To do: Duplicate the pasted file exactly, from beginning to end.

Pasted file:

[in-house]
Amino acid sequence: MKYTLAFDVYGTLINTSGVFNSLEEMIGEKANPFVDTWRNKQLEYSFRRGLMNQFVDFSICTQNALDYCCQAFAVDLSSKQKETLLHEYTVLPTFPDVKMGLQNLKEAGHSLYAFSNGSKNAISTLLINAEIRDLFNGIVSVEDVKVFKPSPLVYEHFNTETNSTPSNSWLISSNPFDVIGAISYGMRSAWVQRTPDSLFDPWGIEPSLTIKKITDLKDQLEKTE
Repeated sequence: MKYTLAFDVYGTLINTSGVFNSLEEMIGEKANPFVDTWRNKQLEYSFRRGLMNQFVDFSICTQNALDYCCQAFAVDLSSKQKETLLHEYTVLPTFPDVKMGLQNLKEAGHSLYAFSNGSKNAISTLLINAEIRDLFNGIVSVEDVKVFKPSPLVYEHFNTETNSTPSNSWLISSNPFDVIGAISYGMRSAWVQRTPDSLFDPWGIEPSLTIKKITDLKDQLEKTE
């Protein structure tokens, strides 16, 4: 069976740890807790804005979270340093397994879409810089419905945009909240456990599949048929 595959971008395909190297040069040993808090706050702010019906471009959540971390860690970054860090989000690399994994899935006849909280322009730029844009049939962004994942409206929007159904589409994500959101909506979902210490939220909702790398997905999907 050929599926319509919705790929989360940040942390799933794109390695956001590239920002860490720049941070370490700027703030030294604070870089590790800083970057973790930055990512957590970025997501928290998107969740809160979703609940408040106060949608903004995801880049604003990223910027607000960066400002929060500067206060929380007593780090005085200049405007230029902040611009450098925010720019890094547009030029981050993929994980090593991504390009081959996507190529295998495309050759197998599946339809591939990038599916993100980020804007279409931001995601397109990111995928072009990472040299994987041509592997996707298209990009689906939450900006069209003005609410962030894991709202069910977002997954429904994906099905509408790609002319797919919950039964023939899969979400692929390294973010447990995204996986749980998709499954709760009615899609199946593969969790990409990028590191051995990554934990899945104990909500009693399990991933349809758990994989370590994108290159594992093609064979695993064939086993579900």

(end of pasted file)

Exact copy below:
[in-house]
Amino acid sequence: MKYTLAFDVYGTLINTSGVFNSLEEMIGEKANPFVDTWRNKQLEYSFRRGLMNQFVDFSICTQNALDYCCQAFAVDLSSKQKETLLHEYTVLPTFPDVKMGLQNLKEAGHSLYAFSNGSKNAISTLLINAEIRDLFNGIVSVEDVKVFKPSPLVYEHFNTETNSTPSNSWLISSNPFDVIGAISYGMRSAWVQRTPDSLFDPWGIEPSLTIKKITDLKDQLEKTE
Repeated sequence: MKYTLAFDVYGTLINTSGVFNSLEEMIGEKANPFVDTWRNKQLEYSFRRGLMNQFVDFSICTQNALDYCCQAFAVDLSSKQKETLLHEYTVLPTFPDVKMGLQNLKEAGHSLYAFSNGSKNAISTLLINAEIRDLFNGIVSVEDVKVFKPSPLVYEHFNTETNSTPSNSWLISSNPFDVIGAISYGMRSAWVQRTPDSLFDPWGIEPSLTIKKITDLKDQLEKTE
């Protein structure tokens, strides 16, 4: 069976740890807790804005979270340093397994879409810089419905945009909240456990599949048929 595959971008395909190297040069040993808090706050702010019906471009959540971390860690970054860090989000690399994994899935006849909280322009730029844009049939962004994942409206929007159904589409994500959101909506979902210490939220909702790398997905999907 050929599926319509919705790929989360940040942390799933794109390695956001590239920002860490720049941070370490700027703030030294604070870089590790800083970057973790930055990512957590970025997501928290998107969740809160979703609940408040106060949608903004995801880049604003990223910027607000960066400002929060500067206060929380007593780090005085200049405007230029902040611009450098925010720019890094547009030029981050993929994980090593991504390009081959996507190529295998495309050759197998599946339809591939990038599916993100980020804007279409931001995601397109990111995928072009990472040299994987041509592997996707298209990009689906939450900006069209003005609410962030894991709202069910977002997954429904994906099905509408790609002319797919919950039964023939899969979400692929390294973010447990995204996986749980998709499954709760009615899609199946593969969790990409990028590191051995990554934990899945104990909500009693399990991933349809758990994989370590994108290159594992093609064979695993064939086993579900």